SNB to Reveal Board Members’ Currency Transactions After Hildebrand Furor

The Swiss National Bank (SNBN)’s supervisory council will today publish the results of a probe into transactions by the bank’s board members and their deputies after currency purchases prompted Philipp Hildebrand to quit.

The SNB’s council will disclose the results at a briefing at 3:30 p.m. in Zurich. Governing board members Thomas Jordan, Jean-Pierre Danthine as well as the deputies -- Thomas Wiedmer, Thomas Moser and Dewet Moser -- were forced to reveal all transactions after a furor when details emerged of a currency purchase by the former president’s wife about a month before policy makers imposed the first franc cap in three decades.

The SNB, which proposed to toughen internal rules in January, said last month that the Bank Council will probably submit the name of a candidate to join the board in April. While Jordan, 49, was appointed interim chairman on Jan. 9 and since pledged to defend the franc ceiling of 1.20 versus the euro, the government has signaled it wants to wait for the outcome of the probe before officially appointing a president.

“Should the results show that Jordan indeed has a clean slate, it would be all but sure that the government will appoint him chairman,” said Ralf Wiedenmann, chief economist at Vontobel Asset Management Ltd. in Zurich. “Pressure on the government to act quickly in replacing Hildebrand will build.”

The franc traded at 1.2055 versus the euro at 10:47 a.m. in Zurich, little changed on the day. Versus the dollar, it was at 91.77 centimes.

Sensitive Transactions

The KPMG probe showed both board members and all three deputies had acted in line with the SNB’s internal rules, Tages- Anzeiger reported today, citing an unidentified person familiar with the matter. The SNB council sees no obstacle to appointing Jordan new president, the newspaper said.

Hildebrand, who will be part of the probe, resigned after a previous investigation showed that his wife had purchased $504,000 in August. The SNB imposed the currency cap on Sept. 6. The investigation will also look into transactions over the two previous years, when the central bank had spent 15 months purchasing foreign currencies to weaken the franc.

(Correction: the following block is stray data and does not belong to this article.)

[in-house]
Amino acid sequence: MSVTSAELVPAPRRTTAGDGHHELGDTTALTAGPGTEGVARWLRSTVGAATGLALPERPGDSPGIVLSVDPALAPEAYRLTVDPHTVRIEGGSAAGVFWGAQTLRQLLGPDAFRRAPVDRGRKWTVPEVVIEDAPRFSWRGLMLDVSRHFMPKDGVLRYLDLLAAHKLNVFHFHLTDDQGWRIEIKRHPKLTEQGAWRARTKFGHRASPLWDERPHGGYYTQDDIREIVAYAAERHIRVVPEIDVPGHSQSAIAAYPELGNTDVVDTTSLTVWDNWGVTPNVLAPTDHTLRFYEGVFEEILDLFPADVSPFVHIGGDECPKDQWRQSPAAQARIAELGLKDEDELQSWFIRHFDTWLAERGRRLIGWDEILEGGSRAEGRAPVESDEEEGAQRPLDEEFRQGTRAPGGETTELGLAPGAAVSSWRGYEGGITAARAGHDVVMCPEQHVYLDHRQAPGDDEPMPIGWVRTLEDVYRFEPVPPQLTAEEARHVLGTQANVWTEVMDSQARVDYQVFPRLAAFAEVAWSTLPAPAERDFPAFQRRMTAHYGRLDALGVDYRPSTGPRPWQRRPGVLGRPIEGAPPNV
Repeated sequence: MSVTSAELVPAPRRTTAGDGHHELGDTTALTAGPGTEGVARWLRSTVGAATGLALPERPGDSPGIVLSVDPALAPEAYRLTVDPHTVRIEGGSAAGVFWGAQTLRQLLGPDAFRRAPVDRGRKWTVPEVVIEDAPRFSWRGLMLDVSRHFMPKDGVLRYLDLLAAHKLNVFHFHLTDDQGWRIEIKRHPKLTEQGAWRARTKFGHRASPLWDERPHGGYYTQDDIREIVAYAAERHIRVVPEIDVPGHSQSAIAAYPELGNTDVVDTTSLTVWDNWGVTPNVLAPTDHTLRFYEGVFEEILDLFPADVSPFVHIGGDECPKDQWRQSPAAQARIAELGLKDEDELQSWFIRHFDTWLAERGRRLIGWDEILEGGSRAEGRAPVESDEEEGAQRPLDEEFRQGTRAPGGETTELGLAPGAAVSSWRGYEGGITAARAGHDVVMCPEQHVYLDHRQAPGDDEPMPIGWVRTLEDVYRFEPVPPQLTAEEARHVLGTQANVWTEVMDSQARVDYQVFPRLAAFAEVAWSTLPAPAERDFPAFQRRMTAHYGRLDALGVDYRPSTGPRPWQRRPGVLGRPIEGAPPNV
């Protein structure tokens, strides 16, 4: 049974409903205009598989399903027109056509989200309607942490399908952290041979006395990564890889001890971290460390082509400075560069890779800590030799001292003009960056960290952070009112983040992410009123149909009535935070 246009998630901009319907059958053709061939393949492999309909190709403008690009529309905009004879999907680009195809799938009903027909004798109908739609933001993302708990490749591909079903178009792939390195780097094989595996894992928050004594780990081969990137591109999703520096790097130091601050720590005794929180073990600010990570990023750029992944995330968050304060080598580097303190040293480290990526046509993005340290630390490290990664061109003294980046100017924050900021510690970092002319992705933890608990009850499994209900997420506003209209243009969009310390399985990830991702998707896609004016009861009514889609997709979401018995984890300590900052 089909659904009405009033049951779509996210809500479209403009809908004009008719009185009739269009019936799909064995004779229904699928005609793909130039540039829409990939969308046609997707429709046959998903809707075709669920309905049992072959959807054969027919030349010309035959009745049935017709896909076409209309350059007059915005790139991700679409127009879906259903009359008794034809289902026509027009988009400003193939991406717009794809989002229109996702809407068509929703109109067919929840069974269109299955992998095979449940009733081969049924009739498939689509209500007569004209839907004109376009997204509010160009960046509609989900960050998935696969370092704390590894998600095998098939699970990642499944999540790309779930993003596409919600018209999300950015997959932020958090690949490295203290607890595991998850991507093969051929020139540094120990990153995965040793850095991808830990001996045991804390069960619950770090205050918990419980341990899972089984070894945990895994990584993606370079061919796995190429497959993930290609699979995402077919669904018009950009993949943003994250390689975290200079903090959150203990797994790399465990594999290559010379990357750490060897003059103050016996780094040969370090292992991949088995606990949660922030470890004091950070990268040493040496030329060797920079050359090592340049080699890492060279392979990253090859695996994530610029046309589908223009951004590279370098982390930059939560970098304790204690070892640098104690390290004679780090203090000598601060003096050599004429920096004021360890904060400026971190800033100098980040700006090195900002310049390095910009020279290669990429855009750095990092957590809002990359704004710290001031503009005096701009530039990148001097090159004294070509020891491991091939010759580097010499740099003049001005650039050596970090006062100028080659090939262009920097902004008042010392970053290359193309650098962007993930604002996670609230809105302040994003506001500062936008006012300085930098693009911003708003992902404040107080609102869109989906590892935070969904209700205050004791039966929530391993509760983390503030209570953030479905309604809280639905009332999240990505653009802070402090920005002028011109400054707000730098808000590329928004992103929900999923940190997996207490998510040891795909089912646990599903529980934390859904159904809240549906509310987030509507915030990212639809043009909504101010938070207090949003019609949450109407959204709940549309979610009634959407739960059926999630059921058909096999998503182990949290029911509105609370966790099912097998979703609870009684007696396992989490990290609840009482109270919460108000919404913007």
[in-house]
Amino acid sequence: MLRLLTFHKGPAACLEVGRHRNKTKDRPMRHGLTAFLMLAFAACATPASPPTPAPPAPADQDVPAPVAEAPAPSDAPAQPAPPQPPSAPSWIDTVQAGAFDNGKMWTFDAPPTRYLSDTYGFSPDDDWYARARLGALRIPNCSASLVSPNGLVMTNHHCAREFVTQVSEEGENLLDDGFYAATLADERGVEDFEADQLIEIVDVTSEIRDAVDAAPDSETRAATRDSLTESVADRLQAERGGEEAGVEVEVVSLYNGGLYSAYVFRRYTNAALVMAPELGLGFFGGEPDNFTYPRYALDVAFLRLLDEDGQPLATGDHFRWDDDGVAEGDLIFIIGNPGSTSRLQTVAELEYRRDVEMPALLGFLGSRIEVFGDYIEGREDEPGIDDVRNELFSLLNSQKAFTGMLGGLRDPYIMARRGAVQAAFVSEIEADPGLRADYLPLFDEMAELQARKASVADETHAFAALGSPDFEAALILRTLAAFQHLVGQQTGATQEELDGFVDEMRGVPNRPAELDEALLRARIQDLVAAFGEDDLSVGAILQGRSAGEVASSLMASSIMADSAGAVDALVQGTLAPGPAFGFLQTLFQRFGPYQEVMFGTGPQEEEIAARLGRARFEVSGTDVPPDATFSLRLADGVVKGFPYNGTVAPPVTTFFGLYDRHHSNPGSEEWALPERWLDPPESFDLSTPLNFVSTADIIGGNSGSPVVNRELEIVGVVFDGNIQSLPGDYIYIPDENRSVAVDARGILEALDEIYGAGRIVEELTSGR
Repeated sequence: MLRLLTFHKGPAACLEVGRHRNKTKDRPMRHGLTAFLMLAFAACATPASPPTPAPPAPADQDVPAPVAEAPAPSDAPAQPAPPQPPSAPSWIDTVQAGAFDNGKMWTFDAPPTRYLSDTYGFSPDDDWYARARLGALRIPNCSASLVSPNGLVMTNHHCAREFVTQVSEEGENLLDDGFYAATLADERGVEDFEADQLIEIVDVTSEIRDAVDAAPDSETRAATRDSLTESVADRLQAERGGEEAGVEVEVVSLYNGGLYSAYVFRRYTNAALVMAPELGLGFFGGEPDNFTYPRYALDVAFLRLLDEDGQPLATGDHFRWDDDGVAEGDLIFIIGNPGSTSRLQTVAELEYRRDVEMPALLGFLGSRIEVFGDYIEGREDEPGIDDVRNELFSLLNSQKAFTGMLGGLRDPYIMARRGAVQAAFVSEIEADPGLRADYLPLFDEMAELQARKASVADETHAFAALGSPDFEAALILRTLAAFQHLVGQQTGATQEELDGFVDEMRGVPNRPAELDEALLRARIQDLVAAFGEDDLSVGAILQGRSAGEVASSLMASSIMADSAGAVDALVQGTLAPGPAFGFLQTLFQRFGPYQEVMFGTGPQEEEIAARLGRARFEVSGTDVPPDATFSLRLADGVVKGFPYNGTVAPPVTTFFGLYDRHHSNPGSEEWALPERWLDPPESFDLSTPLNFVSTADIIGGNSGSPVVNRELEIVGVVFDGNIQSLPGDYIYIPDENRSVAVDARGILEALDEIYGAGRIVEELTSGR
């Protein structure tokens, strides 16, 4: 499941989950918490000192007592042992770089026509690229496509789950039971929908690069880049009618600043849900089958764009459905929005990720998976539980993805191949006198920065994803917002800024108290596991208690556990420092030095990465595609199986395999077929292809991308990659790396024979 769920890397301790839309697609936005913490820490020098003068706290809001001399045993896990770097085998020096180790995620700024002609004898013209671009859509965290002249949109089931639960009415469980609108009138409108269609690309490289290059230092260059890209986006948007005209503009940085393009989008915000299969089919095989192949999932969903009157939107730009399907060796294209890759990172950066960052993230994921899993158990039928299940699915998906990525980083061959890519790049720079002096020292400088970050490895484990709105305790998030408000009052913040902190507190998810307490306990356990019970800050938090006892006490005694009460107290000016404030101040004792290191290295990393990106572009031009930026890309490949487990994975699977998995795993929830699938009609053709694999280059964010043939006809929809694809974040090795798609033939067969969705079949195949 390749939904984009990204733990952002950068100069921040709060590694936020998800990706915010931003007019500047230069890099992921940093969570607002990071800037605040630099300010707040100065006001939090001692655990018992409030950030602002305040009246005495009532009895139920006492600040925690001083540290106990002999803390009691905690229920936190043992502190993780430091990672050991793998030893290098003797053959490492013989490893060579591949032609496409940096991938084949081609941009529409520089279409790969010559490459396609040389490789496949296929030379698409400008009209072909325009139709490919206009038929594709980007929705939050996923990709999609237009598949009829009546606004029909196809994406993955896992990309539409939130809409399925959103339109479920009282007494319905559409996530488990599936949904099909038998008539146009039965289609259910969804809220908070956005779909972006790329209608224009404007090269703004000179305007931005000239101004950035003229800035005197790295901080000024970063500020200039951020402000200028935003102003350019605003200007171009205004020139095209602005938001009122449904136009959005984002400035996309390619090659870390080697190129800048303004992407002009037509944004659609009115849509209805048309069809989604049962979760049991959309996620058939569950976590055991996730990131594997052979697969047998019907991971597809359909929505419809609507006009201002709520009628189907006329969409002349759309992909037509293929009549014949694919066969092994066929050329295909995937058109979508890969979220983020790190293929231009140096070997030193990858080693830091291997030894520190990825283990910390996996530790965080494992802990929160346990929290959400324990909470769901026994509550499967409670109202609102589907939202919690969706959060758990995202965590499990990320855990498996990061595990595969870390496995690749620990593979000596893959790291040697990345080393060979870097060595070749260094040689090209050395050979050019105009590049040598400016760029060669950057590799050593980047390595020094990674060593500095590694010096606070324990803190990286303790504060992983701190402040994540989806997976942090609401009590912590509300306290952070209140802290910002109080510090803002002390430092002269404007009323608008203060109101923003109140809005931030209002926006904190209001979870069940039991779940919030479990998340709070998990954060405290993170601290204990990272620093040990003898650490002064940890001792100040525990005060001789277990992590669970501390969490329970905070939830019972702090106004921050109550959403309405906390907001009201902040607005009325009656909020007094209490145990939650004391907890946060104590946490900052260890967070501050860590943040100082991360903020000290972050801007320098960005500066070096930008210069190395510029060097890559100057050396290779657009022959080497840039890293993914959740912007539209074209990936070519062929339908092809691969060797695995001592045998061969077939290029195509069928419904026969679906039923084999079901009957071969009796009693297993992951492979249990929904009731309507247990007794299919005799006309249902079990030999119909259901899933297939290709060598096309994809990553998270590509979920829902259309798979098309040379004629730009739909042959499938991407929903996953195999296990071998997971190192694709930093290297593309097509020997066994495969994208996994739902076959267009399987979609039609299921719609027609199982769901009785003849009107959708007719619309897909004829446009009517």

The SNB said on Feb. 17 that a “longlist of possible candidates for the vacant position” on the three-member board is “currently being drawn up based on an already approved requirement profile.” The seven-member governing coalition will then elect a new board member as well as a chairman.

‘Latent Distrust’

While Jordan has already said he’s willing to accept the post, Der Sonntag newspaper reported on Feb. 19 that some government members may be opposed to the economist taking the helm of the SNB. Bank Council member Gerold Buehrer, who is also head of the Economiesuisse lobby group, said on Jan. 27 that it would be good for the government to elect a successor to Hildebrand sooner rather than later.

Janwillem Acket, chief economist at Julius Baer Group Ltd. (BAER) in Zurich, agrees.

“The government is not fully backing the current SNB managing team but displays many elements of latent distrust,” he said. Even if their election process “may be intended to be cautious and thorough, they can easily be perceived by the markets as wavering, hesitant, unsure and weak.”

Jordan on Feb. 28 called the franc still “massively” overvalued, while pledging to defend the ceiling “with all determination” if needed to protect the economy. The SNB “remains firmly committed to defending” the franc ceiling and won’t “tolerate any trading below” 1.20, he said earlier.

The SNB will publish full-year earnings tomorrow and hold its next monetary policy assessment on March 15. The supervisory council is set to approve new internal rules with “far-reaching restrictions on financial investments” of the so-called enlarged board, including the three deputies, as soon as March, it said last month.

To contact the reporter on this story: Klaus Wille in Zurich at kwille@bloomberg.net

To contact the editor responsible for this story: Craig Stirling at cstirling1@bloomberg.net

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